Several U.S. government agencies issued a joint warning Wednesday warning of the discovery of a suite of malicious cyber tools created by unknown advanced threat actors capable of sabotaging the energy sector and other key industries.
The Department of Energy and Homeland Security, the FBI, and the National Security Agency did not name the actors or provide details about the search. But their private-sector cybersecurity partners say the evidence suggests that Russia is behind industrial control-disrupted equipment – and that they were initially configured to address North America’s energy concerns.
Mandiant, one of the cybersecurity firms involved, called the tools “extremely rare and dangerous.”
In a report, it described the effectiveness of the equipment as “consistent with the malware used in Russia’s previous physical attacks”, although it acknowledged that the evidence linking it to Moscow was “highly situational”.
The CEO of another government partner, Robert M. Lee of Dragos agrees that a state actor almost certainly created the malware, which he said was originally configured to target liquefied natural gas and electric power sites in North America.
Lee raised questions with the U.S. government about the identity of the state actor and did not elaborate on how the malware was discovered without saying “before attempting to attack.”
“We are actually one step ahead of the opposition. We don’t want anyone to understand where they’ve gone wrong, “Lee said. “Big win.”
The Cybersecurity and Infrastructure Security Agency, which issued the warning, declined to identify the threatening actor.
The U.S. government has warned the infrastructure industry of possible cyber-attacks from Russia in retaliation for the severe economic sanctions imposed on Moscow in response to the February 24 Ukraine attack.
Officials say Russian hackers are particularly interested in the U.S. energy sector, and the CISA issued a statement Wednesday urging caution to be especially aware of the mitigation measures recommended. Last month, the FBI issued a warning that Russian hackers had scanned at least five unnamed energy agencies for vulnerabilities.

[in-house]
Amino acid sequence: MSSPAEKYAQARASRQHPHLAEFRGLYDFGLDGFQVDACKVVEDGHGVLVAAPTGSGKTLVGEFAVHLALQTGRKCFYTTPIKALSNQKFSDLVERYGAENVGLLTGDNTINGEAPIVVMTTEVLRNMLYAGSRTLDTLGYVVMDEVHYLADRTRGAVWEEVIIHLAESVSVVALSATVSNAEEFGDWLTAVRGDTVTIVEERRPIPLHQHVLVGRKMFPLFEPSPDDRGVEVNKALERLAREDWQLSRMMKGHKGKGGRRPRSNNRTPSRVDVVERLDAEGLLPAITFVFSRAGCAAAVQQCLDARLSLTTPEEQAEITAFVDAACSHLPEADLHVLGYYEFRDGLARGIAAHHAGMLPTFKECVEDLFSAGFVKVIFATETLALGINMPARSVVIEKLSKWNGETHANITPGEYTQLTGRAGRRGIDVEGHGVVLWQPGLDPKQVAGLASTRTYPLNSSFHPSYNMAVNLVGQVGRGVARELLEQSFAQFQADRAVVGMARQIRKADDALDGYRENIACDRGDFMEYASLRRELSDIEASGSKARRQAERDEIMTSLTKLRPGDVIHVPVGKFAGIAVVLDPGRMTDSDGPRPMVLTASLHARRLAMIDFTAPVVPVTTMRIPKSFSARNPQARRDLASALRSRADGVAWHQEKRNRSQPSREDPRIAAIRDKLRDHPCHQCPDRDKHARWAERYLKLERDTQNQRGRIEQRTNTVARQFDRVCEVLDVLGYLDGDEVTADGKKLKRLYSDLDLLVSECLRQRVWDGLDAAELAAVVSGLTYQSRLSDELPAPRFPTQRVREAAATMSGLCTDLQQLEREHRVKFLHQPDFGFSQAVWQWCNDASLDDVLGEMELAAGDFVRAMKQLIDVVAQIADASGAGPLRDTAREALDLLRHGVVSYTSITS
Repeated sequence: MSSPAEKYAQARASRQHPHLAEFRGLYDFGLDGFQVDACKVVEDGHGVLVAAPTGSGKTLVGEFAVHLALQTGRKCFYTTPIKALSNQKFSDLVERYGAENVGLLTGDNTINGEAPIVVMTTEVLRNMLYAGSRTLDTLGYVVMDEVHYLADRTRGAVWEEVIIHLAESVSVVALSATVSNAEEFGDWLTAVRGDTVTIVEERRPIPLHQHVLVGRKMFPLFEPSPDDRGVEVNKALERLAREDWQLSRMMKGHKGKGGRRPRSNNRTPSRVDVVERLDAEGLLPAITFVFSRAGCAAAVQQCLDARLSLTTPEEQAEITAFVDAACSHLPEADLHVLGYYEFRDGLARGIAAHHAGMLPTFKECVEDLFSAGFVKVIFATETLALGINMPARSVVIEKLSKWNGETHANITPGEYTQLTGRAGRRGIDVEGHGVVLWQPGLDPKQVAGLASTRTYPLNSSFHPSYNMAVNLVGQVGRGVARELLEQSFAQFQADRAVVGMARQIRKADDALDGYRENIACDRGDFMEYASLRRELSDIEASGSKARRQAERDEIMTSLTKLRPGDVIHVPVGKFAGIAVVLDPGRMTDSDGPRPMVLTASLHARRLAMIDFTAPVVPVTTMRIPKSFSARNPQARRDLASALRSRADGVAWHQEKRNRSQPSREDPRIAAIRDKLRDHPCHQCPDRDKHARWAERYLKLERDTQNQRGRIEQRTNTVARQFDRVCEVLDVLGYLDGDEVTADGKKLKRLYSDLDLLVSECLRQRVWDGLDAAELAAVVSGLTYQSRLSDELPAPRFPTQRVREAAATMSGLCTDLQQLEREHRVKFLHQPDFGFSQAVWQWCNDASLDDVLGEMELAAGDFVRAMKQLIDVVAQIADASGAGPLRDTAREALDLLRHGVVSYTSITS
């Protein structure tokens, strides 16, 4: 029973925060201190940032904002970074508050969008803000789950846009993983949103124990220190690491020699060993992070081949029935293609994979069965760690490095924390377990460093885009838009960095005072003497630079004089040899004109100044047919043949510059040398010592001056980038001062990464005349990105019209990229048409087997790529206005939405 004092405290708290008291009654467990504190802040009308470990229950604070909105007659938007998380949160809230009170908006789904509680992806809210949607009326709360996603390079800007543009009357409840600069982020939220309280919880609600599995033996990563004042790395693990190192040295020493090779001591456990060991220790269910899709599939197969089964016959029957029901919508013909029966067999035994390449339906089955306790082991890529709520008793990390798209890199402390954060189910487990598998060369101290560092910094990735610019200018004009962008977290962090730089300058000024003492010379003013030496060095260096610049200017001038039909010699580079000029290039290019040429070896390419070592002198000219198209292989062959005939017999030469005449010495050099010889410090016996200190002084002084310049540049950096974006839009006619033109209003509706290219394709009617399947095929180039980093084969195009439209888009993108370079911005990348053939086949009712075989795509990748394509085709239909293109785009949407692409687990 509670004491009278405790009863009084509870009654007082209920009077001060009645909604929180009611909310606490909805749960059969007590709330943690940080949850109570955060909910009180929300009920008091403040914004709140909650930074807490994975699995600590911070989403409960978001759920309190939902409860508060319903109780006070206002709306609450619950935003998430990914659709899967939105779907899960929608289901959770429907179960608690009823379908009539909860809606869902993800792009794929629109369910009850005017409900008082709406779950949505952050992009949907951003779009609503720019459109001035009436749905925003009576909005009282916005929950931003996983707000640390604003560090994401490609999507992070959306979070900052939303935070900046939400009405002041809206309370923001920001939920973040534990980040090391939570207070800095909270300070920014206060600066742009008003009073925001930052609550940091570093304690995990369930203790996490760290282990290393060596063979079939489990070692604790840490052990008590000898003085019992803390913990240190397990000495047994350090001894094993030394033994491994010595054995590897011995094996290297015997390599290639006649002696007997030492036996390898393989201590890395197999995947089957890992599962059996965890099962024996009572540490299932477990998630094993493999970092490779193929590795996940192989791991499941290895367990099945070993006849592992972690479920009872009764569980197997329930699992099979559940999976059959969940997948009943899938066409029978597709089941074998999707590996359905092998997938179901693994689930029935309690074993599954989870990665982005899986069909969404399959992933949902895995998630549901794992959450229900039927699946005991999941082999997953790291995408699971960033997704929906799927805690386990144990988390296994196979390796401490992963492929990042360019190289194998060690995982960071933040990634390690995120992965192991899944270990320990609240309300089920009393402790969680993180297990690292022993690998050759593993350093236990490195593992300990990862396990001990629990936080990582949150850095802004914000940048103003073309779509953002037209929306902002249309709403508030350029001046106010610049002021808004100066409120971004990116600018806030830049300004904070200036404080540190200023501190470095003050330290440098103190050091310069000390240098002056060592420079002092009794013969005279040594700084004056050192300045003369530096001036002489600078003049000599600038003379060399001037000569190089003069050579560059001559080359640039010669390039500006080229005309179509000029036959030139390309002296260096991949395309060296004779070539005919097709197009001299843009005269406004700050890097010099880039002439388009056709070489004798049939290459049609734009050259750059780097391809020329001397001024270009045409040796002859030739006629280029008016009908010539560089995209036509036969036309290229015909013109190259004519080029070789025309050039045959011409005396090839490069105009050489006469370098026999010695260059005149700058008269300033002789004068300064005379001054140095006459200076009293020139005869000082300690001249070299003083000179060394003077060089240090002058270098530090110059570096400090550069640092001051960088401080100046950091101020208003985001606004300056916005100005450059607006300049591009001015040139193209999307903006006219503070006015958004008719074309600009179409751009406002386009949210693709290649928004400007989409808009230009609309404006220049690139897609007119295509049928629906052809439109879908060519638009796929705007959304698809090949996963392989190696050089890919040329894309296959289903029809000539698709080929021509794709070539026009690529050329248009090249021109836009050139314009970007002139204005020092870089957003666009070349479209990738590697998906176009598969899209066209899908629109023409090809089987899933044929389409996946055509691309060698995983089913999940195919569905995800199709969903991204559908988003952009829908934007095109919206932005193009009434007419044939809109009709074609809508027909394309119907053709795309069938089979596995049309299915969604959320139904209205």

Lee said the malware was “designed as a framework to go after and leverage multiple industries. Based on its configuration, the primary target would be LNG and electricity in North America.”
Mandiant said the equipment posed the biggest threat to Ukraine, NATO members and other states, helping Kiev defend itself against Russian military aggression.
It said the malware could be used to shut down critical devices, destroy industrial processes and disable security regulators, leading to physical destruction of devices that could harm human lives. It compared the equipment with Triton, identified the malware as belonging to a Russian government research institute that targets serious security measures, and twice forced an emergency shutdown of a Saudi oil refinery in 2017, and with the industry, the malware used by Russian military hackers in Ukraine last year. Power outage.
Lee said the newly discovered malware, called Pipedream, is only the seventh such malicious software designed to attack industrial control systems.
Lee said Dragos, which specializes in protecting industrial control systems, identified and analyzed its capabilities in early 2022 as part of its normal business research and in collaboration with partners.
He will not make any more specific proposals. In addition to Dragos and Mandiant, the U.S. government alerts Microsoft, Palo Alto Networks and Schneider Electric for their contributions.
Snyder Electric is one of the watchdog manufacturers whose equipment has been targeted by malware. Omron is another. Mandiant says it analyzed equipment with Snyder Electric in early 2002.
In a statement, Wendy Whitmore, executive of the Palo Alto Network, said: “We have been warning for years that our critical infrastructure is under constant attack. Today’s warnings are a reflection of how sophisticated our opponents have become. “
Microsoft had no comment.